Zodiac, which clocks in at two hours and forty minutes, is a film that could do with some trimming on the edges, but somehow it manages to stay interesting for the full length of the run time. Directed by David Fincher, who is always at his best with dark, oddly frightening films â€“ think Fight Club and Se7en â€“ Zodiac follows the investigation of the infamous Zodiac killings in California in the 1960s and 70s. Fincher opens the film with the murder of Darlene Ferrin, the Zodiacâ€™s second victim chronologically but the first to bring him to the attention of the press, and follows the investigation over the course of the years through the eyes of San Fransisco Chronicle cartoonist Robert Graysmith (Jake Gyllenhaal), who becomes involved with the case at the outset and remains obsessed with it even when investigators have given up.
Structurally speaking, the film gets messy at times, and this has much to do with the length of it; Fincher should have tightened it up and gotten rid of some of the extra material. At the same time, elements of the plot are strangely developed â€“ for instance, Graysmithâ€™s romance with Melanie (ChloĂ« Sevigny), and the subsequent breakdown of feeling between them has to be inferred â€“ or not developed at all. The central problem here is the way Fincher jumps around among his characters, spending extended periods of the film focusing on one or another and neglecting the rest of them, only to have them reintroduced with various unexplained changes. Even Gyllenhaal, set up at beginning and end as the main character in the film, is almost absent from the middle. This doesnâ€™t sink the movie, by any means, but one is left with a nagging feeling that it could have been done better.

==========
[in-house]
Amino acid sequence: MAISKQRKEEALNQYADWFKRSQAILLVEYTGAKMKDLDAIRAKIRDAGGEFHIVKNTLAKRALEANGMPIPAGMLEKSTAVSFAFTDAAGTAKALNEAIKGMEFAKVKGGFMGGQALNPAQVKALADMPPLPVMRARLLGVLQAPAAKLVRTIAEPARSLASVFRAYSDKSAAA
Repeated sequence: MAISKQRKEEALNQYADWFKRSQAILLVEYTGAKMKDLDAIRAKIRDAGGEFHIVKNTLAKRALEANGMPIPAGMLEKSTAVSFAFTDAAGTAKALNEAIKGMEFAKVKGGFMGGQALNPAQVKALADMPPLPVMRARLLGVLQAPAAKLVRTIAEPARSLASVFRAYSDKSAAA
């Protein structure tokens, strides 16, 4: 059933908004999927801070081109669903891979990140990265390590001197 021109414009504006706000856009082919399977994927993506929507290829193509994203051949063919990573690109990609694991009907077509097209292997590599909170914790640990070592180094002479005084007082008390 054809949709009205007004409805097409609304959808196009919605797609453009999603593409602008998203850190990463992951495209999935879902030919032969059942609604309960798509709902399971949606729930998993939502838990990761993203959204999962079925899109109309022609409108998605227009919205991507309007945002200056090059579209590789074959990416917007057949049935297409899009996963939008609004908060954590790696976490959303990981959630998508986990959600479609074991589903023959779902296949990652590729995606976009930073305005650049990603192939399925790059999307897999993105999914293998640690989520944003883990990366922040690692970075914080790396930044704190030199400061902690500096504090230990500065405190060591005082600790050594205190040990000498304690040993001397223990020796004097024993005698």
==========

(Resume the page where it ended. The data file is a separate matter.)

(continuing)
The strong cast is what keeps the movie going strongly. Apart from Gyllenhaal, who isnâ€™t bad but who somehow lacks a certain charisma in the role of Graysmith, every member of the cast is extremely good: Robert Downey Jr., as an unconventional writer at the Chronicle, has most of the filmâ€™s few humorous moments; Anthony Edwardsâ€™s conflicted cop William Armstrong is thoroughly believable; and ChloĂ« Sevigny is effective in a comparatively minor role as Graysmithâ€™s somewhat plain girlfriend. Of all of them, though, Mark Ruffalo is the standout, charismatic and watchable in every scene as he takes on â€“ at first determinedly, and then with increasing frustration â€“ the mystery of the Zodiac killings. (Beyond the central cast, Charles Fleischer, appearing in only one scene, makes it the most genuinely frightening of the film; this is the only scene that reaches the levels that we know Fincher is capable of.)
On the whole, Zodiac is a solid film, but not a great one: the acting is good, the direction is good, and the script is good, and these elements combine, as they should, into a good movie. That said, it doesnâ€™t do anything we havenâ€™t seen before, and compared to Fincherâ€™s earlier offerings it is, despite its undeniable few thrilling moments, positively tame. Itâ€™s worth a watch, but donâ€™t expect anything revolutionary.
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